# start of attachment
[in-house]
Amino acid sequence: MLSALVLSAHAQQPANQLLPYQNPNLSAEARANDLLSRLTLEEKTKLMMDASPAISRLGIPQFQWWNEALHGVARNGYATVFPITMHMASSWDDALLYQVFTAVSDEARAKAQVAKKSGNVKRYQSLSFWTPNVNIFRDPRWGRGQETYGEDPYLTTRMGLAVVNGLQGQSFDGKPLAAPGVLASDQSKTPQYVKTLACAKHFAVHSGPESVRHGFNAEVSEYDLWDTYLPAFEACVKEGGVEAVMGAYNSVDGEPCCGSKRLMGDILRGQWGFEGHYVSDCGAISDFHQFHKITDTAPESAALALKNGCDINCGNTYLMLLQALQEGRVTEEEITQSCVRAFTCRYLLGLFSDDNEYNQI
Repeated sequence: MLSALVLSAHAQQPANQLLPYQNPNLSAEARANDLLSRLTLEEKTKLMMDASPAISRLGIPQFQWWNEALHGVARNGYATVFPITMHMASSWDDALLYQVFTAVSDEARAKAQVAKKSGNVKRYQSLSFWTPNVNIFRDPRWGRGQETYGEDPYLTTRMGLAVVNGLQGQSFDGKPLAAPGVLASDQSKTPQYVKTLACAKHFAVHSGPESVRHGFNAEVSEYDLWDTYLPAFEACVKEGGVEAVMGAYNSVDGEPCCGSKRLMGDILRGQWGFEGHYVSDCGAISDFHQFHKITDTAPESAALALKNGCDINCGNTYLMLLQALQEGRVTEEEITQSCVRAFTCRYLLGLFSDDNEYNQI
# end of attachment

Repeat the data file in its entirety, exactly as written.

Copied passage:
[in-house]
Amino acid sequence: MLSALVLSAHAQQPANQLLPYQNPNLSAEARANDLLSRLTLEEKTKLMMDASPAISRLGIPQFQWWNEALHGVARNGYATVFPITMHMASSWDDALLYQVFTAVSDEARAKAQVAKKSGNVKRYQSLSFWTPNVNIFRDPRWGRGQETYGEDPYLTTRMGLAVVNGLQGQSFDGKPLAAPGVLASDQSKTPQYVKTLACAKHFAVHSGPESVRHGFNAEVSEYDLWDTYLPAFEACVKEGGVEAVMGAYNSVDGEPCCGSKRLMGDILRGQWGFEGHYVSDCGAISDFHQFHKITDTAPESAALALKNGCDINCGNTYLMLLQALQEGRVTEEEITQSCVRAFTCRYLLGLFSDDNEYNQI
Repeated sequence: MLSALVLSAHAQQPANQLLPYQNPNLSAEARANDLLSRLTLEEKTKLMMDASPAISRLGIPQFQWWNEALHGVARNGYATVFPITMHMASSWDDALLYQVFTAVSDEARAKAQVAKKSGNVKRYQSLSFWTPNVNIFRDPRWGRGQETYGEDPYLTTRMGLAVVNGLQGQSFDGKPLAAPGVLASDQSKTPQYVKTLACAKHFAVHSGPESVRHGFNAEVSEYDLWDTYLPAFEACVKEGGVEAVMGAYNSVDGEPCCGSKRLMGDILRGQWGFEGHYVSDCGAISDFHQFHKITDTAPESAALALKNGCDINCGNTYLMLLQALQEGRVTEEEITQSCVRAFTCRYLLGLFSDDNEYNQI